Caesar Syria Civilian Protection Act of 2016

Official Title

To halt the wholesale slaughter of the Syrian people, encourage a negotiated political settlement, and hold Syrian human rights abusers accountable for their crimes.

    When good men do not stand against evil, evil becomes the norm.
    Like (41)
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    We shouldn't continue to involve ourselves in a war that doesn't pertain to us. Continuing to do so not only costs us money, but harbors hate for the US abroad.
    Like (24)
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    We have no business with the war in Syria and it involvement has only made things worse in the region and will only continue to worsen the situation there. I don't like Assad, but only his government can stabilize Syria.
    Like (16)
    Follow
    Share
    According to the internal UN assessment of the effect of sanctions on aid delivery, entitled Humanitarian Impact of Syria-Related Unilateral Restrictive Measures, leaked to the Independent UK: The US and EU economic sanctions on Syria are causing huge suffering among ordinary Syrians and preventing the delivery of humanitarian aid. The embargo was supposed to target President Bashar al-Assad and contribute to his removal from power. Instead it is making it more difficult for foodstuffs, fuel and healthcare to reach the mass of the people. Aid agencies cited in the report say they cannot procure basic medicines or medical equipment for hospitals because sanctions are preventing foreign commercial companies and banks having anything to do with Syria. The report states that conflict in Syria is the greatest humanitarian crisis the world has seen since the Second World War with 13 million people, or two thirds of the population, in need of assistance. The disaster has led to the exodus of at least five million refugees and four million internally displaced people. The report says that the chaos has produced a weakening of the state and conditions that have fostered the growth of Isis. The big aid agencies are universal in their condemnation of the present system and the way in which it compounds the miseries caused by the war.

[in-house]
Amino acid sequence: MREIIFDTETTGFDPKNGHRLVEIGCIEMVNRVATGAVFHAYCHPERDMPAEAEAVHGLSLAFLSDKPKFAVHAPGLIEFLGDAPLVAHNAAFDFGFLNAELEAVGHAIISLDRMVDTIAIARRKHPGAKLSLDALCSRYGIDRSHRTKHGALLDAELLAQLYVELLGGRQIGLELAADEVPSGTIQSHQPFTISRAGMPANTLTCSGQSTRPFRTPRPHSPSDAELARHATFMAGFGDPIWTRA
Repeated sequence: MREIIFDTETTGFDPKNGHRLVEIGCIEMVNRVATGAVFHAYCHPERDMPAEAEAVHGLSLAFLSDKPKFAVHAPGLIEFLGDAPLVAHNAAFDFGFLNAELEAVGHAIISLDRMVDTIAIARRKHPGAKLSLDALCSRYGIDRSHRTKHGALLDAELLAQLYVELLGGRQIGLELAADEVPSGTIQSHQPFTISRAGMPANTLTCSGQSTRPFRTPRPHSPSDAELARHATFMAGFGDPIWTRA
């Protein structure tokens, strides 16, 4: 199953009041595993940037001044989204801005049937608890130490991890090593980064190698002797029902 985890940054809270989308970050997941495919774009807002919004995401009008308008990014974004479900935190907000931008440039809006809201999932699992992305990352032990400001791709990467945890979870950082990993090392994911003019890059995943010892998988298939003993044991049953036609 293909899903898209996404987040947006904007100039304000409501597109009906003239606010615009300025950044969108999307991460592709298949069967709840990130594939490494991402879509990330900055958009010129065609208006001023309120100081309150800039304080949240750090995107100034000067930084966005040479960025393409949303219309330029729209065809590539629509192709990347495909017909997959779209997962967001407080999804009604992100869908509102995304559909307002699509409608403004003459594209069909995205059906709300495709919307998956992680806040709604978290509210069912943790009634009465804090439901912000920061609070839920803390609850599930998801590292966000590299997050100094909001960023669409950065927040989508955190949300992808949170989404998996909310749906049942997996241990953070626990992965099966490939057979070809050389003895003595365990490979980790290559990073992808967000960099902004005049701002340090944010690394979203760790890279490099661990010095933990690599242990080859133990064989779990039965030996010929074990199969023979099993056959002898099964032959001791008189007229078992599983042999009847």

Like (12)
    Follow
    Share
    Assad is doing horrible things to his own people, and it's causing them to flee Syria and become refugees in other states like Turkey, straining their resources and ultimately, our own. It's time to hold Assad and his friend accountable for his human rights abuses, which include using chemical weapons against his own citizenry. People who prop up Assad's regime - like Putin - deserve to be sanctioned.
    Like (9)
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    Sanctioning the Assad regime would do nothing but strain relations between the US and Russia, and help to embolden ISIL.
    Like (8)
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    Sanctioning Assad and his supporters isn't the way to end this civil war. Especially since there is a two-fold enemy here. By strangling Assad and his supporters, you embolden ISIS and their efforts on the other side. It's clear that ISIS has operatives within the rebel ranks and are using this as cover to work under the radar. We know this. Either declare war and strike hard or wash your hands of this (aside from medical aid, food, and non-military help) and seek diplomatic routes outside of Assad and the Rebels (i.e. those who can pull the strings of these two puppet groups and actually have leverage.)